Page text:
We continue to lead more and more public lives. Between Facebook and Twitter, MySpace and FourSquare we are constantly and ultimately connected, sharing a running stream of our whereabouts, feelings, exercise routines, and meals.
So I suppose it should come as no surprise the institution of the chefs table has seen exponential popularity and growth in the last two or three years. For those of you not familiar with the concept, this is a bar or table that has been attached to open kitchens where patrons can watch their meals being made and chat with the chefs while they’re at it. Think of it like the wilderness safari of a restaurant.
Having worked in just enough restaurants to know there’s a whole lot going on back there you don’t want to know about I both adore the chefs table from a foodie diner’s perspective and yet am baffled so many chefs allow it. Gone are the days of joking about the “MILF at table seven with the bad boob job” or spitting on the steak that came back for a third time to be cooked more. Chefs and their staffs are on constant display and pressure to not only create an impressive meal, but to do it gracefully and look like they’re having fun to boot.
I recently stumbled upon Rioja in Denver’s trendy LoDo neighborhood. Sans reservation I walked in and thanks to my solo status was offered a sole seat at the chefs table. What followed for the next two hours was an absolute symphony of culinary excellence, innovation, and performance. The food was exceptional, the service flawless, and the kitchen, which was turning out plate after plate of Mediterranean inspired creations, literally humming. The lead chef, Jennifer Jasinski, was focused and no-nonsense, but finished each sentence with a ‘please’; Incongruous, if not unheard of in most kitchens.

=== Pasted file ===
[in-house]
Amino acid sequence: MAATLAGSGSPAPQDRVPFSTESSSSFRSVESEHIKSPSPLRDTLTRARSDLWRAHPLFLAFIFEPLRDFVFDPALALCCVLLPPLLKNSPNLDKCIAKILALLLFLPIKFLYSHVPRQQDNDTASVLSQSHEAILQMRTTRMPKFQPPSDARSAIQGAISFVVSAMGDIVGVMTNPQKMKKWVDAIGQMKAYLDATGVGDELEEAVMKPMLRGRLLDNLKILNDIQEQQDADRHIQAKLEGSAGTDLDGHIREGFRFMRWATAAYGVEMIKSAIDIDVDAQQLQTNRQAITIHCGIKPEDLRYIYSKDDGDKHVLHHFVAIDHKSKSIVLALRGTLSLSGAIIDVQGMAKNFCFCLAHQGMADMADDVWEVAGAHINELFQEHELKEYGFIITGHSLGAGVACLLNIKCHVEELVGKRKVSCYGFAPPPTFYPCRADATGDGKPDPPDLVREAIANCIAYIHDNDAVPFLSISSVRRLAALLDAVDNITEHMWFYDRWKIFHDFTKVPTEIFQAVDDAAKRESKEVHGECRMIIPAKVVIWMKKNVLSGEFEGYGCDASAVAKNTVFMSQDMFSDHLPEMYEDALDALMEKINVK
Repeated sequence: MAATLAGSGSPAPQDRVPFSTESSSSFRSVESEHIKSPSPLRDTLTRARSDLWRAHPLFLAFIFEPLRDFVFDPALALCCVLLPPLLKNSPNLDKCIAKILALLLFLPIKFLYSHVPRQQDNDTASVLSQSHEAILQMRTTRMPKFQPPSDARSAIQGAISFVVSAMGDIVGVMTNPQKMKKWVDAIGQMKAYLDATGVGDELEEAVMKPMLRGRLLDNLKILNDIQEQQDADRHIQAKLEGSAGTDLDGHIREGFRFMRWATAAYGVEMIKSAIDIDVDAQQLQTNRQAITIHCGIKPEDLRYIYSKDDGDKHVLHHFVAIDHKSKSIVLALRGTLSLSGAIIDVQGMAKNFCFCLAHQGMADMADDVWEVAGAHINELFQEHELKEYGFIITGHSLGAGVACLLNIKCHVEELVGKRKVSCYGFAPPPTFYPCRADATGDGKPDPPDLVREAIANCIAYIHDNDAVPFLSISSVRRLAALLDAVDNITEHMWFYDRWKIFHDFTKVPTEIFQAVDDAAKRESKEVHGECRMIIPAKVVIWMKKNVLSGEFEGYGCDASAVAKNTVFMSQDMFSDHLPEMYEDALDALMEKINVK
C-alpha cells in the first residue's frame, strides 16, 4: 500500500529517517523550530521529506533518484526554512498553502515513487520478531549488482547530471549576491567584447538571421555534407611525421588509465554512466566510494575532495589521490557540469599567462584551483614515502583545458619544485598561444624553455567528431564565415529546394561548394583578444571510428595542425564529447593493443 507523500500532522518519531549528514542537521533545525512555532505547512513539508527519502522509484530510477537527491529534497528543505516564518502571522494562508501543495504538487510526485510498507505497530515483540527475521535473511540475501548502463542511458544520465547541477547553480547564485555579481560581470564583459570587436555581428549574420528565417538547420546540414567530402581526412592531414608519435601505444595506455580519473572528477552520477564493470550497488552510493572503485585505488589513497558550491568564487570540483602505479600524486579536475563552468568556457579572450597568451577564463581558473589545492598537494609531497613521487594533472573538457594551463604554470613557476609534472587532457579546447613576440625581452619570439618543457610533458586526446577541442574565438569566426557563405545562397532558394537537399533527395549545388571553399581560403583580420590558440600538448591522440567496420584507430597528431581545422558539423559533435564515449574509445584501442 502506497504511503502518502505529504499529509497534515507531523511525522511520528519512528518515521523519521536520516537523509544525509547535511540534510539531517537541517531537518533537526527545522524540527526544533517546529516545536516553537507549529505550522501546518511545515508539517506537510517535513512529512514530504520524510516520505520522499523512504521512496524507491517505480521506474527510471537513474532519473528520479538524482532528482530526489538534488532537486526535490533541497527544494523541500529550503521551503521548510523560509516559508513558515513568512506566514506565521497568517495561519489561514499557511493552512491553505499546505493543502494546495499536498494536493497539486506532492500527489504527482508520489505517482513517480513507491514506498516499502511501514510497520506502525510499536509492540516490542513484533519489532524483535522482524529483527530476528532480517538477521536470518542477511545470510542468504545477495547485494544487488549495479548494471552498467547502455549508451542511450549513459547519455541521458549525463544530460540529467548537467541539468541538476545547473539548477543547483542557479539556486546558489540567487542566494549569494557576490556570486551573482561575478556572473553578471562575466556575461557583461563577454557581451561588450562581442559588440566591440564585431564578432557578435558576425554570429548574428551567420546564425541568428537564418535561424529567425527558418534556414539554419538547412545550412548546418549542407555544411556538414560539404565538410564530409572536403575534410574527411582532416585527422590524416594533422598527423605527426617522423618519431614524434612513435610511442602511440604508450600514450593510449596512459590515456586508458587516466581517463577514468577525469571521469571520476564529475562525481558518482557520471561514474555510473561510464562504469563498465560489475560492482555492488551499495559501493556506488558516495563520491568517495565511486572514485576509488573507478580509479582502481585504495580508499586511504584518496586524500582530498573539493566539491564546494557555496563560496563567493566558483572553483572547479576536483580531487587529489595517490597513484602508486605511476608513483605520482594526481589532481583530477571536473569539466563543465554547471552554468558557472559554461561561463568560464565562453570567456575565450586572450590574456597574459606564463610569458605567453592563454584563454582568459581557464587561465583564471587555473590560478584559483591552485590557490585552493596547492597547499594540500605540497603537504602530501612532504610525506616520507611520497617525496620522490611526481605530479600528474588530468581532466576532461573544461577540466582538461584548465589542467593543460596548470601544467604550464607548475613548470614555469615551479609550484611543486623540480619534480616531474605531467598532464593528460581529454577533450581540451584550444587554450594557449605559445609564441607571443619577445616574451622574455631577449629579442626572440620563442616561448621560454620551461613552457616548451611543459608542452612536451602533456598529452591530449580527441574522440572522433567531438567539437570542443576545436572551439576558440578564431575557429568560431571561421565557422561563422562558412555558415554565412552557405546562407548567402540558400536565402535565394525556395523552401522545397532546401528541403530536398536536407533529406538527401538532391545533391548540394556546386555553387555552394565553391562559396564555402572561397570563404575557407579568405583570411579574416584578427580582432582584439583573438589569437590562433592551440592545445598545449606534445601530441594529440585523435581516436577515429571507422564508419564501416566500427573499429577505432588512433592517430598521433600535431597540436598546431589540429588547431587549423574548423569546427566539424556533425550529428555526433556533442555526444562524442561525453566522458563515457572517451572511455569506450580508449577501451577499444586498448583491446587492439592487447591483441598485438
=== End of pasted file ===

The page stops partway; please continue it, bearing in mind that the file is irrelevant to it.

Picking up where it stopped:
The entire meal was spectacular, but the appetizer of hand-made mozzarella, wrapped in smoked prosciutto, grilled bread, oven-dried tomatoes, arugula, and green olive pistou was perhaps my favorite.
I’ve simplified it here to make it more doable for the home chef but if ever in Denver I highly recommend a trip to 14th and Larimer, where you can see the magic up close and personal.
Grilled Bruschetta with Pesto, Prosciutto, Mozzarella, and Sun-Dried Tomatoes
Serves 4. Perfect as a first course to a fancy, dinner…or as a light lunch.
8 slices Rustic bread, brushed with olive oil
8 prosciutto slices
8 slices fresh mozzarella, approximately 1/4″ thick
Pesto (homemade is better…but store bought will do the trick)
8 large pieces Sun-Dried tomatoes, packed in oil
- Assemble sandwiches, starting with pesto, then adding prosciutto, adding tomatoes, and topping with mozzarella
- Using a stove top griddle or cast iron pan, heat the pan to medium heat. Add the sandwiches and cook 3-4 minutes per side until golden brown and cheese is melting. If the cheese isn’t melting and you’re worried about them getting too brown, add a lid to the pan for about 60 seconds.
- Cut in half and serve.